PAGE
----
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Monthly Archives: April 2011

Bi-Rite Creamery Can Do No Wrong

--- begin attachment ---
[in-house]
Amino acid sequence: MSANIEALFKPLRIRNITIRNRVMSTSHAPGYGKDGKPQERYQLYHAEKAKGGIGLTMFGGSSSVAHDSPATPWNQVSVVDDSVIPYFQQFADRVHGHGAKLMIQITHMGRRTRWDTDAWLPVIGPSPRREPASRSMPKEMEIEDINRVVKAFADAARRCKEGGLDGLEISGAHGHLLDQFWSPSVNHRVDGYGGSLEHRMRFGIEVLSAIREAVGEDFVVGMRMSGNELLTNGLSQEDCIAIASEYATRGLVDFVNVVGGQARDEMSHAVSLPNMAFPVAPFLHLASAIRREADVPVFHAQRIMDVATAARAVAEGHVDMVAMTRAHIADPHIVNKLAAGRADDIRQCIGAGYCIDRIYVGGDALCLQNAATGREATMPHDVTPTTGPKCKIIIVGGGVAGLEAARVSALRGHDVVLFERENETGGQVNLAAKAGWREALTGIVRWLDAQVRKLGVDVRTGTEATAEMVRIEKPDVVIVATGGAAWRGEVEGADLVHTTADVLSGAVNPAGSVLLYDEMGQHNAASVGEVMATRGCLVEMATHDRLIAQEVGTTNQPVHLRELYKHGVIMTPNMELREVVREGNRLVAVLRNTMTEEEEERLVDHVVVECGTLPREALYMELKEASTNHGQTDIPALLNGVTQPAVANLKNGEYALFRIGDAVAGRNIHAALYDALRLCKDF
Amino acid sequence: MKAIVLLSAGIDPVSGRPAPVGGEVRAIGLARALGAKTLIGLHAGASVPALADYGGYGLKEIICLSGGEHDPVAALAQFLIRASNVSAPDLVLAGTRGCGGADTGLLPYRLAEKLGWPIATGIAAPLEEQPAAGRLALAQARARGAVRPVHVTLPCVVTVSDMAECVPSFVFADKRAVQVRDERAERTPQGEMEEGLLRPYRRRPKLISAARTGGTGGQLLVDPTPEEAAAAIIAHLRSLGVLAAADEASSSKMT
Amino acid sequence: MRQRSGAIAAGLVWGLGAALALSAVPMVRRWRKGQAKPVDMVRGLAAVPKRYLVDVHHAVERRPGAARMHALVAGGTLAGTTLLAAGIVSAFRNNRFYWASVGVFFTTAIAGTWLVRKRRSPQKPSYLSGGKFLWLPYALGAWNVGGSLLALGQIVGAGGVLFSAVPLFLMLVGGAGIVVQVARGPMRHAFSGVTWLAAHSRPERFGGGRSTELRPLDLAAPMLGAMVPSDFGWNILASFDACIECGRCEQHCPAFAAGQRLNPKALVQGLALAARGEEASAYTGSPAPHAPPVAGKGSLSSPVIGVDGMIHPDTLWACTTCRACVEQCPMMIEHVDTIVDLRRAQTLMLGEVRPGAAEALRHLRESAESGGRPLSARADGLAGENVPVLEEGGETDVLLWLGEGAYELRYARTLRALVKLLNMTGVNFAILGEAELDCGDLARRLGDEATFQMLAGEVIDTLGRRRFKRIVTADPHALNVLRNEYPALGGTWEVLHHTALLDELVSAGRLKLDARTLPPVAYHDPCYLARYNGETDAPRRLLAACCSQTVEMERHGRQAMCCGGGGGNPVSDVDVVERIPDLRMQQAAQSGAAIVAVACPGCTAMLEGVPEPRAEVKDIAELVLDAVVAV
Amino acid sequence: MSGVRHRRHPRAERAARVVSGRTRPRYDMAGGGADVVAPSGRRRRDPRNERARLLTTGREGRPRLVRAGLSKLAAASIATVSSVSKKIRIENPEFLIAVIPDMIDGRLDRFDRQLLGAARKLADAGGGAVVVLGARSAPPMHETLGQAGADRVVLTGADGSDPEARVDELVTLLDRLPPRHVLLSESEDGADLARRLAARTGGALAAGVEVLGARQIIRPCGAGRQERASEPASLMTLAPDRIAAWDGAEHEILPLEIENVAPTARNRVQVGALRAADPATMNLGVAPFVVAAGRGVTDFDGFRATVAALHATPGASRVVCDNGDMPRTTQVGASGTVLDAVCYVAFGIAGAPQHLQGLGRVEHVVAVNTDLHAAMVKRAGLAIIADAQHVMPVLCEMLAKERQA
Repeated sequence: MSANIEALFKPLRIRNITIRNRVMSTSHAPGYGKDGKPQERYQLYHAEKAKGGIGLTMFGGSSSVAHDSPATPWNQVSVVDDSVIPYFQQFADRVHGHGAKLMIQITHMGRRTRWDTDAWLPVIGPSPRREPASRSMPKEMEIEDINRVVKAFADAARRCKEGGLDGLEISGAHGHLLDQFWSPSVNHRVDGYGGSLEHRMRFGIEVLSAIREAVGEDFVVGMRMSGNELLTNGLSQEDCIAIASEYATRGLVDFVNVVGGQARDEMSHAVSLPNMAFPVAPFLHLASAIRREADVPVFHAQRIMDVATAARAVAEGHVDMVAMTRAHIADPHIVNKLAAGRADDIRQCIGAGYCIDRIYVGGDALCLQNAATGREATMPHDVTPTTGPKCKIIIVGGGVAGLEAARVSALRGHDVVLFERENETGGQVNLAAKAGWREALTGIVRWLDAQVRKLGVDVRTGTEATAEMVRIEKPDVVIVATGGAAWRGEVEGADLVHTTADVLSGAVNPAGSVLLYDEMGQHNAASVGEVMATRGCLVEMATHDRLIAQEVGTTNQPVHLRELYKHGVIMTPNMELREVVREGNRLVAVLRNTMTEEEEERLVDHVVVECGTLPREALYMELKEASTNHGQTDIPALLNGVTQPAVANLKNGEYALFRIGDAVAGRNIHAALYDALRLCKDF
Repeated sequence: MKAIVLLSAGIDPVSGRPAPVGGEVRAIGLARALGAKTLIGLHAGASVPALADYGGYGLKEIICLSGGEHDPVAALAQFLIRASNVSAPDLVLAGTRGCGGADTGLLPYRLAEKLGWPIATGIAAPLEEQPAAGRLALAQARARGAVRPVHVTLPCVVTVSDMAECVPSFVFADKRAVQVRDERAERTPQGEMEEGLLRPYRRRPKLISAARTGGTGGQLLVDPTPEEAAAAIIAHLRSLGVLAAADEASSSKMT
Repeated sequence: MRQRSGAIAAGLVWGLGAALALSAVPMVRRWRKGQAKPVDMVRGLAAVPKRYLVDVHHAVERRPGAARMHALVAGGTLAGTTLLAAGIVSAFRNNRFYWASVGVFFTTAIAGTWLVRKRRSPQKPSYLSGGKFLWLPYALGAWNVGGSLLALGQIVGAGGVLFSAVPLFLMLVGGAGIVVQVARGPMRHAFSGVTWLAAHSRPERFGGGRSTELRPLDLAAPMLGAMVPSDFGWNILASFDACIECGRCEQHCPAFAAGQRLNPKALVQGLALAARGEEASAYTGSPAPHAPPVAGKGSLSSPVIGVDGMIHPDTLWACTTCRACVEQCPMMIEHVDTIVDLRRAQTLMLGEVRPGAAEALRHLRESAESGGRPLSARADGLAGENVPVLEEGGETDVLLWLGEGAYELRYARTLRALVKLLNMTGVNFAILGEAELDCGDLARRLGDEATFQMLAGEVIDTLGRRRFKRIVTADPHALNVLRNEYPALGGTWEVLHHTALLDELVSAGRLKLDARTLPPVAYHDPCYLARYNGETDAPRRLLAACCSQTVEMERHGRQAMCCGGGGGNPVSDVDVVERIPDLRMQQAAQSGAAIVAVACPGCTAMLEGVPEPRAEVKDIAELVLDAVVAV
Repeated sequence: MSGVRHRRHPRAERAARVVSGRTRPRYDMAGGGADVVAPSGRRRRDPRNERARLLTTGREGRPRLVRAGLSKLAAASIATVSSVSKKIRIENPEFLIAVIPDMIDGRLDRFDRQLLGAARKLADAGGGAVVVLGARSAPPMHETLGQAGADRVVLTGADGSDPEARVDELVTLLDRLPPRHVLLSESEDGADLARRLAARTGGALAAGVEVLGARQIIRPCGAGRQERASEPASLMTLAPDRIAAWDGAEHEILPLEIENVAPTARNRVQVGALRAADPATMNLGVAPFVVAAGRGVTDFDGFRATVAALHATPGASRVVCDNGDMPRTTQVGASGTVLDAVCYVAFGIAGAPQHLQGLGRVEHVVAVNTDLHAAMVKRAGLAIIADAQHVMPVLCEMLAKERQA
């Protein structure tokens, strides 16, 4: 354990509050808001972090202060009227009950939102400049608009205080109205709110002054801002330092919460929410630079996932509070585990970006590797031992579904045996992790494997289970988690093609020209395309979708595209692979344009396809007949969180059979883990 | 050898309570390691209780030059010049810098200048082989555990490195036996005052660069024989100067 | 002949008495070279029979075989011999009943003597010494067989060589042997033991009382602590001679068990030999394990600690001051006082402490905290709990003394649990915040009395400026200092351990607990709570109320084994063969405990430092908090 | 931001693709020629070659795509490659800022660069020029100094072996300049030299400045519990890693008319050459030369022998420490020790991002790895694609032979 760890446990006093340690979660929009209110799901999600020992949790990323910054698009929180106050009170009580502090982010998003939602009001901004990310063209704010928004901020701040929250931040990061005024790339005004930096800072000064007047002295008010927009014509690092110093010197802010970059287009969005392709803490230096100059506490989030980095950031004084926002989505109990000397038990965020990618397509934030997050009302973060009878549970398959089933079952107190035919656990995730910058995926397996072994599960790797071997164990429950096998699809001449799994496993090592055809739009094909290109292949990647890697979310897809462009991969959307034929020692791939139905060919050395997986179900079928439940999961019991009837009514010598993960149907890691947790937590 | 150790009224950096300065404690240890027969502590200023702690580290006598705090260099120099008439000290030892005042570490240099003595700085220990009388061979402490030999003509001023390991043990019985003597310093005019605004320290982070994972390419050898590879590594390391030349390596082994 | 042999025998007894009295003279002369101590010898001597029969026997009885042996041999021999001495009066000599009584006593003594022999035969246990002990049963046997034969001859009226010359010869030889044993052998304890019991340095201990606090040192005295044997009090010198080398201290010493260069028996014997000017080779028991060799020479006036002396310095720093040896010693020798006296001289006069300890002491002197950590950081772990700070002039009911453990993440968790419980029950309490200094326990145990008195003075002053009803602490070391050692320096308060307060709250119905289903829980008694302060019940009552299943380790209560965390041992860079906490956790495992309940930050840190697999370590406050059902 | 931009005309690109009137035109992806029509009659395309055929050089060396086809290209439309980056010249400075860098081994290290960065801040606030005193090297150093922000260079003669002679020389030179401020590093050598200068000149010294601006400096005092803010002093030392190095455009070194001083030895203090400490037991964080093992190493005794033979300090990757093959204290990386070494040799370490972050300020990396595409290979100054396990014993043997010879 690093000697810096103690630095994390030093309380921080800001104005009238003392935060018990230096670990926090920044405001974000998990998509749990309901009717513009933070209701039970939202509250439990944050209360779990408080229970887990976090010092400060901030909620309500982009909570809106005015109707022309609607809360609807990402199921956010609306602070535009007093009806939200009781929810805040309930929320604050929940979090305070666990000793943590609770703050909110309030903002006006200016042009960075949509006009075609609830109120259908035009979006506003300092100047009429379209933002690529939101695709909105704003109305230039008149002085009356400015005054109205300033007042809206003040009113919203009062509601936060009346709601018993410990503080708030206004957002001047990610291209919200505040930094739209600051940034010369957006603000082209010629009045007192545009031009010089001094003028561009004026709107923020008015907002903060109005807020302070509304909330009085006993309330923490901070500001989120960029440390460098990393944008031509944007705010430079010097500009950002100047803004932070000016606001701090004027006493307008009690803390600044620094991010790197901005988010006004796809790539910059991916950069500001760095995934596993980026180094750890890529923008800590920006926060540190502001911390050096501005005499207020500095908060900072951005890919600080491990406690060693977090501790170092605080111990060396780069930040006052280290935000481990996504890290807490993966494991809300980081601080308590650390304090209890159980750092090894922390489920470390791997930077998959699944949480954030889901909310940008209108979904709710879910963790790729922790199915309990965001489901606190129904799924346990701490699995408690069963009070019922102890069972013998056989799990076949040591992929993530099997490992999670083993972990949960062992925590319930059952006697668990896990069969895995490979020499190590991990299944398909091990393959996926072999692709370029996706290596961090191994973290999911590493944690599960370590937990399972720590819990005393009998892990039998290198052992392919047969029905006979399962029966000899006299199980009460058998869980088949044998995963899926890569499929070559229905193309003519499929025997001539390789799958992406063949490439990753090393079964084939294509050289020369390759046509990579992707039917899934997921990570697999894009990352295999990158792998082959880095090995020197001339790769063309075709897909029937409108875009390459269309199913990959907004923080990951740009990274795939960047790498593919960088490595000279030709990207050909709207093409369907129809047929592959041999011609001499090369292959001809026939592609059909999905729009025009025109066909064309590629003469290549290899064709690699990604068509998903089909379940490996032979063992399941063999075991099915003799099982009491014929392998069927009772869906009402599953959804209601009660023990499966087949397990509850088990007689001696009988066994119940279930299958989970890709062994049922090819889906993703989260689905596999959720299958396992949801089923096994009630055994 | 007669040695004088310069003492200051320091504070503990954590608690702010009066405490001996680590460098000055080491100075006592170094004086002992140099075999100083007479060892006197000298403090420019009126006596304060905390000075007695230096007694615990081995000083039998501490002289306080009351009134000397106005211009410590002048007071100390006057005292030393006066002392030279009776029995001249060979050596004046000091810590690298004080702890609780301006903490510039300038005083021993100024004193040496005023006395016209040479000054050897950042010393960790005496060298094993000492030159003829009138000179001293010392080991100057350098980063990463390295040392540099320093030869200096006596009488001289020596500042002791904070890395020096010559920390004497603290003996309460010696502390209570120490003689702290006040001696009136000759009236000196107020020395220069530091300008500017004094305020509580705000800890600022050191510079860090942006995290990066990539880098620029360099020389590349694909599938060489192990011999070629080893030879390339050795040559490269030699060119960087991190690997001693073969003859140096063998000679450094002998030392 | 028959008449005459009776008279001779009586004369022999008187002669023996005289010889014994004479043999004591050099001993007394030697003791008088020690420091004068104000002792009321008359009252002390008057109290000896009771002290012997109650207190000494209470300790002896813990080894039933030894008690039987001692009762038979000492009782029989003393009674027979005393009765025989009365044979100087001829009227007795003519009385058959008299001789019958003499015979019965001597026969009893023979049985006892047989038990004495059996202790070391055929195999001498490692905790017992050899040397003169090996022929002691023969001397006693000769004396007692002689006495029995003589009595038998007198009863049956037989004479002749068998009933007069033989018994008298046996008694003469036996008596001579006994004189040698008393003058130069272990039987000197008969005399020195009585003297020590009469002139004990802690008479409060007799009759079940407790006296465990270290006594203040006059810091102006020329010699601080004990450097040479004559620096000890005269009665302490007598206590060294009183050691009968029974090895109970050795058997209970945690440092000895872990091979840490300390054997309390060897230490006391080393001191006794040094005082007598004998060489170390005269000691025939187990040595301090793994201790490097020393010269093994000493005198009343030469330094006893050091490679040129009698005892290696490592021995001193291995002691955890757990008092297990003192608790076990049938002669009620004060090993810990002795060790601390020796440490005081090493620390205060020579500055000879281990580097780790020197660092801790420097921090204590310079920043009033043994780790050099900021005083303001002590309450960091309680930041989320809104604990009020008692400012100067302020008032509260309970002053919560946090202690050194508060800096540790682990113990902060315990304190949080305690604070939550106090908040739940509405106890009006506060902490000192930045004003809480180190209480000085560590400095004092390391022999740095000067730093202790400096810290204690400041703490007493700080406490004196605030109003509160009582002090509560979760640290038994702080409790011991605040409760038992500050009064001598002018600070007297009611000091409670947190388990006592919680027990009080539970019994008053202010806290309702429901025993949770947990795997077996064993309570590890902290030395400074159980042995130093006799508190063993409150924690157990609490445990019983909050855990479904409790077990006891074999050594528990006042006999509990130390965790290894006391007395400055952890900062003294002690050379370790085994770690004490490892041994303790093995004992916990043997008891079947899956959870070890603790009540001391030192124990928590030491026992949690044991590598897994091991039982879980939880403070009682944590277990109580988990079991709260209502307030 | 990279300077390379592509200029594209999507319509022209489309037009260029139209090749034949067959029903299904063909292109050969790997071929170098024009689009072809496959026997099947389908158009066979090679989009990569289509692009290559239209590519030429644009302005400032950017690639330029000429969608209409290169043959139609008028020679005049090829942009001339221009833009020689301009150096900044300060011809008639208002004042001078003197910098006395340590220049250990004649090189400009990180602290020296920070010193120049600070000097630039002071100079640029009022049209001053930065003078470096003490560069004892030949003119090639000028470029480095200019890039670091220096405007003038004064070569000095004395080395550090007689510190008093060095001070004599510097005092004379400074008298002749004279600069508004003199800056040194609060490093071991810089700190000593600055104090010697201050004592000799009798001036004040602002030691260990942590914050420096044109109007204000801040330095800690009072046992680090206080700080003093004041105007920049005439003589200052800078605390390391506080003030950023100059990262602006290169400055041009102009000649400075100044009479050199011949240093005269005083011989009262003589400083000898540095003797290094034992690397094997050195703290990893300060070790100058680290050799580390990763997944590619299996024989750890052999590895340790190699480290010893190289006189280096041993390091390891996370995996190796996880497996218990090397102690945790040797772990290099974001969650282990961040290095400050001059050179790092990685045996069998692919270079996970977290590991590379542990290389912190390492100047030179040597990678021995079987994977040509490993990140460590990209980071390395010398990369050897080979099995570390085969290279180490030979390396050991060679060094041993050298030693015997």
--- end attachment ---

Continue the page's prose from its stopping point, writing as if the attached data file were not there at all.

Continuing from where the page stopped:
I never thought I could feel animosity toward a place that serves gourmet ice cream, but I was wrong. When we were in San Francisco last week, Mango Mama’s cousin Mushroom Maven took Empanada Boy, Flava Flav, Mango Mama and me to try Humphry Slocombe, the relatively new, highly-touted ice creamery, featuring flavors like “Secret Breakfast,” “Jesus Juice,” “Government Cheese” and “Boccalone & Prosciutto.” There were a bunch of people mingling outside with their ice cream when we drove up and probably about 25 people inside the store. But just as we were walking up to the door, an employee with cropped bangs walked out from behind the counter and locked the door without even glancing up at us through the clear glass door. It was 10:20 pm, and the sign on the door said they closed at 10 pm! Thinking quickly, we pulled out a pad and wrote in big letters: “WE CAME FROM NEW YORK TO EAT YOUR ICE CREAM!” Mushroom Maven held it up against the window as we knocked to get the server’s attention. She walked back to the door shaking her head and pointing to her watch. “We’re closed,” she mouthed to us through the door. Oh, the indignity! I acknowledge that they were indeed supposed to be closed, but it’s not as though we walked up to the door at 10:01 pm and found it dark and locked with no one inside. It was 10:20 pm, meaning they had left the place open to allow a few stragglers to get ice cream. We were the only ones waiting to come in: was it really necessary to close and lock the doors in our faces? Mushroom Maven said she would never go there again, and though I am intrigued by their flavors, I might have to agree.